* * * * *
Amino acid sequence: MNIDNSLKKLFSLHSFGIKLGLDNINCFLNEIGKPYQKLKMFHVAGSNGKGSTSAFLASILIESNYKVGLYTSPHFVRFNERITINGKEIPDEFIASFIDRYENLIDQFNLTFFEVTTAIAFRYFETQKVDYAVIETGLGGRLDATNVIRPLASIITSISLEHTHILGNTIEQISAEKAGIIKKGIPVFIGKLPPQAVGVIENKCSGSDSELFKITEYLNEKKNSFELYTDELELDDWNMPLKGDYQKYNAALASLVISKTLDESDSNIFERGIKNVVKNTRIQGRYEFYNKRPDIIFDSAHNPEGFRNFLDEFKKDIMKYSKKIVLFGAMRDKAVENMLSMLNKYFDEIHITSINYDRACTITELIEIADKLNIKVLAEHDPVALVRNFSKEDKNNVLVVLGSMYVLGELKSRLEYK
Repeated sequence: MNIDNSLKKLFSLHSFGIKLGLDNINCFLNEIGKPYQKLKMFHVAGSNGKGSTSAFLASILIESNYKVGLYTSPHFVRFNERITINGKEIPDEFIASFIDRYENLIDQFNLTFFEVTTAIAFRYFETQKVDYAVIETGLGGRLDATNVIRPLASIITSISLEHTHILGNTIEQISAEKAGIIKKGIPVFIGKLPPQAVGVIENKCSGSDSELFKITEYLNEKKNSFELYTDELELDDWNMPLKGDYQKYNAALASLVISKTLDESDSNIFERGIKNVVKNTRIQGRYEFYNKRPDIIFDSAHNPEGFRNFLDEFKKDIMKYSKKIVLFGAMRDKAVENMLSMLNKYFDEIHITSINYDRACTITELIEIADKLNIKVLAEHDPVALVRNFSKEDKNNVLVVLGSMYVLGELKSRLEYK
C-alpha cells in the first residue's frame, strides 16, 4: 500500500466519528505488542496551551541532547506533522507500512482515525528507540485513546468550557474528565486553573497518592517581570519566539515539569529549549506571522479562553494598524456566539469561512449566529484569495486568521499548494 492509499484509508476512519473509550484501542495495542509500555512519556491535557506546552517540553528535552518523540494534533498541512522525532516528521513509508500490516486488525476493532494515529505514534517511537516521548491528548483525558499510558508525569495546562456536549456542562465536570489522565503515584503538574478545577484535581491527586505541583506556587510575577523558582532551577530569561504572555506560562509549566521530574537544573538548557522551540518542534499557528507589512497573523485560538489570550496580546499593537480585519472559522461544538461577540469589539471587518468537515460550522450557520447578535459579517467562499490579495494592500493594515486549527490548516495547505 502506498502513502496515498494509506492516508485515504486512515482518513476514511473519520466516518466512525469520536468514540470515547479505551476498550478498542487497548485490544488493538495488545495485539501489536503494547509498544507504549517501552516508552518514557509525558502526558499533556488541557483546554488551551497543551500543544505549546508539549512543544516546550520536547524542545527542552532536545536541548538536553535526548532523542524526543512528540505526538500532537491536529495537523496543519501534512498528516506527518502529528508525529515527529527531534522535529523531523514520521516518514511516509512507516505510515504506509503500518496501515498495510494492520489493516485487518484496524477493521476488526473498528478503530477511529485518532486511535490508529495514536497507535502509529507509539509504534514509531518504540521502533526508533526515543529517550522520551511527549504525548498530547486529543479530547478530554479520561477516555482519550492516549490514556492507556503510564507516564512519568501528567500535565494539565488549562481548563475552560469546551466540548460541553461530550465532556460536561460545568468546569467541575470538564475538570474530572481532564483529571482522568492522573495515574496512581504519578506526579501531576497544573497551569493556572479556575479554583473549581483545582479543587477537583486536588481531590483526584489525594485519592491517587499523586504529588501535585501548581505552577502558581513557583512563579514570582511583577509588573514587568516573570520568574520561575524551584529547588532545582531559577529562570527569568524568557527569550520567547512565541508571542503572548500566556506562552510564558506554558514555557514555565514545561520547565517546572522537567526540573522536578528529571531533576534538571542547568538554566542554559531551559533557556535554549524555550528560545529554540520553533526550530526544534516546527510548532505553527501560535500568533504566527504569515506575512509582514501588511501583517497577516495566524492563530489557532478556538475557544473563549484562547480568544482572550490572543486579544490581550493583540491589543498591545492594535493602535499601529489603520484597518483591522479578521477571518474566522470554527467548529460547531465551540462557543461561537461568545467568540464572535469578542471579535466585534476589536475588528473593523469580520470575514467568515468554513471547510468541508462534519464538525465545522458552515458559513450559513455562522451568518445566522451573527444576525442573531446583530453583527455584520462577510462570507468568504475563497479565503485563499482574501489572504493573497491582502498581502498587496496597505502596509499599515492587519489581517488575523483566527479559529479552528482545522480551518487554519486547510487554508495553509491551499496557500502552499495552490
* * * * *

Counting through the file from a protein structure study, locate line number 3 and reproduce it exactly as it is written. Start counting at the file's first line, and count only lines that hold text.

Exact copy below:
C-alpha cells in the first residue's frame, strides 16, 4: 500500500466519528505488542496551551541532547506533522507500512482515525528507540485513546468550557474528565486553573497518592517581570519566539515539569529549549506571522479562553494598524456566539469561512449566529484569495486568521499548494 492509499484509508476512519473509550484501542495495542509500555512519556491535557506546552517540553528535552518523540494534533498541512522525532516528521513509508500490516486488525476493532494515529505514534517511537516521548491528548483525558499510558508525569495546562456536549456542562465536570489522565503515584503538574478545577484535581491527586505541583506556587510575577523558582532551577530569561504572555506560562509549566521530574537544573538548557522551540518542534499557528507589512497573523485560538489570550496580546499593537480585519472559522461544538461577540469589539471587518468537515460550522450557520447578535459579517467562499490579495494592500493594515486549527490548516495547505 502506498502513502496515498494509506492516508485515504486512515482518513476514511473519520466516518466512525469520536468514540470515547479505551476498550478498542487497548485490544488493538495488545495485539501489536503494547509498544507504549517501552516508552518514557509525558502526558499533556488541557483546554488551551497543551500543544505549546508539549512543544516546550520536547524542545527542552532536545536541548538536553535526548532523542524526543512528540505526538500532537491536529495537523496543519501534512498528516506527518502529528508525529515527529527531534522535529523531523514520521516518514511516509512507516505510515504506509503500518496501515498495510494492520489493516485487518484496524477493521476488526473498528478503530477511529485518532486511535490508529495514536497507535502509529507509539509504534514509531518504540521502533526508533526515543529517550522520551511527549504525548498530547486529543479530547478530554479520561477516555482519550492516549490514556492507556503510564507516564512519568501528567500535565494539565488549562481548563475552560469546551466540548460541553461530550465532556460536561460545568468546569467541575470538564475538570474530572481532564483529571482522568492522573495515574496512581504519578506526579501531576497544573497551569493556572479556575479554583473549581483545582479543587477537583486536588481531590483526584489525594485519592491517587499523586504529588501535585501548581505552577502558581513557583512563579514570582511583577509588573514587568516573570520568574520561575524551584529547588532545582531559577529562570527569568524568557527569550520567547512565541508571542503572548500566556506562552510564558506554558514555557514555565514545561520547565517546572522537567526540573522536578528529571531533576534538571542547568538554566542554559531551559533557556535554549524555550528560545529554540520553533526550530526544534516546527510548532505553527501560535500568533504566527504569515506575512509582514501588511501583517497577516495566524492563530489557532478556538475557544473563549484562547480568544482572550490572543486579544490581550493583540491589543498591545492594535493602535499601529489603520484597518483591522479578521477571518474566522470554527467548529460547531465551540462557543461561537461568545467568540464572535469578542471579535466585534476589536475588528473593523469580520470575514467568515468554513471547510468541508462534519464538525465545522458552515458559513450559513455562522451568518445566522451573527444576525442573531446583530453583527455584520462577510462570507468568504475563497479565503485563499482574501489572504493573497491582502498581502498587496496597505502596509499599515492587519489581517488575523483566527479559529479552528482545522480551518487554519486547510487554508495553509491551499496557500502552499495552490